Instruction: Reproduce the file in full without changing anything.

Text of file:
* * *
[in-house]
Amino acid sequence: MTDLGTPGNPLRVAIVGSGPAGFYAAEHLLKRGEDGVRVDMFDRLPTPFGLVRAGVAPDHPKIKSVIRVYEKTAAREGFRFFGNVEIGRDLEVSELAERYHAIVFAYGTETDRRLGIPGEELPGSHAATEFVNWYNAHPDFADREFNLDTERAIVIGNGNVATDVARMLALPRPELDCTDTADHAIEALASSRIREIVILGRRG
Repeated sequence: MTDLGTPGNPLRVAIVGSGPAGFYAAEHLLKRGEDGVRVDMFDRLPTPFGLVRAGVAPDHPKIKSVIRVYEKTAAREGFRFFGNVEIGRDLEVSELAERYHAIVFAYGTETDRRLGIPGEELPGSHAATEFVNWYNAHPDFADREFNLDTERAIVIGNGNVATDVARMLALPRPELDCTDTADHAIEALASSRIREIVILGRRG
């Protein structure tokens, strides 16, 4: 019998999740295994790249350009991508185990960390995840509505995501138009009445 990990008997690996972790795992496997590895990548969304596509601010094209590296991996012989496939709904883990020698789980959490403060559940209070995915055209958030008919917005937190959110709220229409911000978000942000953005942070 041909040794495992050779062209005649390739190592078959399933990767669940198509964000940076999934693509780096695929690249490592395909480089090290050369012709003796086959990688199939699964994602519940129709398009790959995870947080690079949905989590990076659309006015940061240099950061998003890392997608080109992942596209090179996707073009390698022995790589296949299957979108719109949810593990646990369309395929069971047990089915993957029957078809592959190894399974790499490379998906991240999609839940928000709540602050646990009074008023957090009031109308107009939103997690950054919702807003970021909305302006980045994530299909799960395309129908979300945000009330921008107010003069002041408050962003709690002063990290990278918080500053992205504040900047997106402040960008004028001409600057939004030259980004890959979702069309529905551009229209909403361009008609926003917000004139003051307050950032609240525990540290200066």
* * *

[in-house]
Amino acid sequence: MTDLGTPGNPLRVAIVGSGPAGFYAAEHLLKRGEDGVRVDMFDRLPTPFGLVRAGVAPDHPKIKSVIRVYEKTAAREGFRFFGNVEIGRDLEVSELAERYHAIVFAYGTETDRRLGIPGEELPGSHAATEFVNWYNAHPDFADREFNLDTERAIVIGNGNVATDVARMLALPRPELDCTDTADHAIEALASSRIREIVILGRRG
Repeated sequence: MTDLGTPGNPLRVAIVGSGPAGFYAAEHLLKRGEDGVRVDMFDRLPTPFGLVRAGVAPDHPKIKSVIRVYEKTAAREGFRFFGNVEIGRDLEVSELAERYHAIVFAYGTETDRRLGIPGEELPGSHAATEFVNWYNAHPDFADREFNLDTERAIVIGNGNVATDVARMLALPRPELDCTDTADHAIEALASSRIREIVILGRRG
């Protein structure tokens, strides 16, 4: 019998999740295994790249350009991508185990960390995840509505995501138009009445 990990008997690996972790795992496997590895990548969304596509601010094209590296991996012989496939709904883990020698789980959490403060559940209070995915055209958030008919917005937190959110709220229409911000978000942000953005942070 041909040794495992050779062209005649390739190592078959399933990767669940198509964000940076999934693509780096695929690249490592395909480089090290050369012709003796086959990688199939699964994602519940129709398009790959995870947080690079949905989590990076659309006015940061240099950061998003890392997608080109992942596209090179996707073009390698022995790589296949299957979108719109949810593990646990369309395929069971047990089915993957029957078809592959190894399974790499490379998906991240999609839940928000709540602050646990009074008023957090009031109308107009939103997690950054919702807003970021909305302006980045994530299909799960395309129908979300945000009330921008107010003069002041408050962003709690002063990290990278918080500053992205504040900047997106402040960008004028001409600057939004030259980004890959979702069309529905551009229209909403361009008609926003917000004139003051307050950032609240525990540290200066």